The factors that influence the diesel price
It may not come as a surprise that the diesel price is subject to the laws of supply and demand. The greater the physical demand for the product (for example in emerging markets such as China), the more the price rises. Even reports about an expected increase in demand are often sufficient to boost prices. In addition, the prices of diesel depend on influences that at first sight have little to do with it, such as tensions in the Middle East.
The cliquet system under scrutiny
Furthermore, the cliquet system – which the government introduced in 2003 to limit price fluctuations – has an influence on what you have to pay for diesel. What you pay at the pump, for the biggest part, consists of a combination of excise duties and VAT. If the price of diesel falls, the special excise duty may be increased according to the cliquet system. In summary: the consumer barely senses the fall in prices.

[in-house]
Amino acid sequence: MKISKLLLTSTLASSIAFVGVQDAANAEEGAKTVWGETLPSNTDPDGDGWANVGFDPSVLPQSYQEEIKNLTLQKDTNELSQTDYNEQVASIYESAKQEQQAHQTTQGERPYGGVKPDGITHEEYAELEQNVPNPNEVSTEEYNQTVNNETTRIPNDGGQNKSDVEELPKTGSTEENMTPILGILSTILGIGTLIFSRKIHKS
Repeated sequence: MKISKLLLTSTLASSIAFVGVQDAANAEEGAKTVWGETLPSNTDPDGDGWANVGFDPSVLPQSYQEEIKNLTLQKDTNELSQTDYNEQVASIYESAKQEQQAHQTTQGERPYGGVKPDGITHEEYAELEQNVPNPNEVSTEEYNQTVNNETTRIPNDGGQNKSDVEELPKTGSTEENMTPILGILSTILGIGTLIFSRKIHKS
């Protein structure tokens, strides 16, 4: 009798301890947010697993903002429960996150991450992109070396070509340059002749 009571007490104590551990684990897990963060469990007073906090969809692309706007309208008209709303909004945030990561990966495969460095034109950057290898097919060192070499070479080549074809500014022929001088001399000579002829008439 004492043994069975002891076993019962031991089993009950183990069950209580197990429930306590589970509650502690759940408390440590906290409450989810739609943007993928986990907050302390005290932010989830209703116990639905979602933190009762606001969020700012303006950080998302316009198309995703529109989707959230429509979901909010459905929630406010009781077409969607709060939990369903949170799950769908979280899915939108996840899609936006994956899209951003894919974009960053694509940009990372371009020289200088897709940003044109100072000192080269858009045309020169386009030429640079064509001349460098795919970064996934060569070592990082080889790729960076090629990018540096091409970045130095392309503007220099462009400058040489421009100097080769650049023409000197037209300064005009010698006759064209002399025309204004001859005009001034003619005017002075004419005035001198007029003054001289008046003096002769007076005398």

The government imposes maximum prices
Fortunately, the diesel price cannot just continue to rise: the government applies maximum prices, which are calculated on the basis of the market quotation of the previous day and the dollar exchange rate (since diesel is traded in dollars per barrel and in Belgium is sold in euros per litre) . The maximum price is not just adjusted every day: only when a certain limit is exceeded the maximum price changes and the government communicates about it through media.
Most stations adjust their prices at that moment, but that does not mean that you pay the official maximum price at the pump anyway. In other words, it pays off to compare prices, and there are several tools to help you. You don’t want to waste your energy? You can also drive to the nearest MAES station, of course. You are always certain of paying the lowest fuel price.